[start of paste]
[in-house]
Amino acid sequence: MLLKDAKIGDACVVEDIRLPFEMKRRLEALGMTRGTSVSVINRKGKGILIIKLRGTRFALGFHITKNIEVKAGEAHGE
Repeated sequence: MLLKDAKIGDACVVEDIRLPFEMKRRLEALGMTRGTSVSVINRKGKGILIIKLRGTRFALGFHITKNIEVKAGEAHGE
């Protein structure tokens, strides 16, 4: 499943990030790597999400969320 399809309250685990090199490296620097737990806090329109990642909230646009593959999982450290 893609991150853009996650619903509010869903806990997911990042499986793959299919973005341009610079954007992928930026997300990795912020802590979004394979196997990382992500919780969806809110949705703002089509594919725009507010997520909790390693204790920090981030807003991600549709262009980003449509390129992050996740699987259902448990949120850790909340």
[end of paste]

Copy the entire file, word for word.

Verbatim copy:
[in-house]
Amino acid sequence: MLLKDAKIGDACVVEDIRLPFEMKRRLEALGMTRGTSVSVINRKGKGILIIKLRGTRFALGFHITKNIEVKAGEAHGE
Repeated sequence: MLLKDAKIGDACVVEDIRLPFEMKRRLEALGMTRGTSVSVINRKGKGILIIKLRGTRFALGFHITKNIEVKAGEAHGE
């Protein structure tokens, strides 16, 4: 499943990030790597999400969320 399809309250685990090199490296620097737990806090329109990642909230646009593959999982450290 893609991150853009996650619903509010869903806990997911990042499986793959299919973005341009610079954007992928930026997300990795912020802590979004394979196997990382992500919780969806809110949705703002089509594919725009507010997520909790390693204790920090981030807003991600549709262009980003449509390129992050996740699987259902448990949120850790909340």